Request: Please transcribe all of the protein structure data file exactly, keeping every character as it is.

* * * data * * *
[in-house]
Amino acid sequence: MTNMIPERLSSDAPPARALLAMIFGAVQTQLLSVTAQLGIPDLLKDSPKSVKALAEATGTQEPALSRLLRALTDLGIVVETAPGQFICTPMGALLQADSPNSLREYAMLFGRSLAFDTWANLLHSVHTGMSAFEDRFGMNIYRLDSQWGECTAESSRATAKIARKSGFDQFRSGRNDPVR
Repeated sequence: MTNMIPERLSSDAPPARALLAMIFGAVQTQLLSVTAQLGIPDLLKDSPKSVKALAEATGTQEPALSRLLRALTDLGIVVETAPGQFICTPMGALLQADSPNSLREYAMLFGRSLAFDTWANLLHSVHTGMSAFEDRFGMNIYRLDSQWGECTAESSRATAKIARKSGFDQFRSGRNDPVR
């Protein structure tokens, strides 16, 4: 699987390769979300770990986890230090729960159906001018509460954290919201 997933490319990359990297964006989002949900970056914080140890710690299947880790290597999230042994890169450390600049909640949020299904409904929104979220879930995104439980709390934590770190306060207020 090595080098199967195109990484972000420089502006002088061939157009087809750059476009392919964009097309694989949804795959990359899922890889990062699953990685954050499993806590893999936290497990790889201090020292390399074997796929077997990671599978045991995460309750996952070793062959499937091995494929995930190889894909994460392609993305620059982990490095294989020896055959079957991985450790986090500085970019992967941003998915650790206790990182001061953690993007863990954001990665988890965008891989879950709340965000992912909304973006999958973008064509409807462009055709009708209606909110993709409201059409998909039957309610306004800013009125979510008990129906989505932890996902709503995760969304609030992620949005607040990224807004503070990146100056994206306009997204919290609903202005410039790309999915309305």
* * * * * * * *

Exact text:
[in-house]
Amino acid sequence: MTNMIPERLSSDAPPARALLAMIFGAVQTQLLSVTAQLGIPDLLKDSPKSVKALAEATGTQEPALSRLLRALTDLGIVVETAPGQFICTPMGALLQADSPNSLREYAMLFGRSLAFDTWANLLHSVHTGMSAFEDRFGMNIYRLDSQWGECTAESSRATAKIARKSGFDQFRSGRNDPVR
Repeated sequence: MTNMIPERLSSDAPPARALLAMIFGAVQTQLLSVTAQLGIPDLLKDSPKSVKALAEATGTQEPALSRLLRALTDLGIVVETAPGQFICTPMGALLQADSPNSLREYAMLFGRSLAFDTWANLLHSVHTGMSAFEDRFGMNIYRLDSQWGECTAESSRATAKIARKSGFDQFRSGRNDPVR
């Protein structure tokens, strides 16, 4: 699987390769979300770990986890230090729960159906001018509460954290919201 997933490319990359990297964006989002949900970056914080140890710690299947880790290597999230042994890169450390600049909640949020299904409904929104979220879930995104439980709390934590770190306060207020 090595080098199967195109990484972000420089502006002088061939157009087809750059476009392919964009097309694989949804795959990359899922890889990062699953990685954050499993806590893999936290497990790889201090020292390399074997796929077997990671599978045991995460309750996952070793062959499937091995494929995930190889894909994460392609993305620059982990490095294989020896055959079957991985450790986090500085970019992967941003998915650790206790990182001061953690993007863990954001990665988890965008891989879950709340965000992912909304973006999958973008064509409807462009055709009708209606909110993709409201059409998909039957309610306004800013009125979510008990129906989505932890996902709503995760969304609030992620949005607040990224807004503070990146100056994206306009997204919290609903202005410039790309999915309305």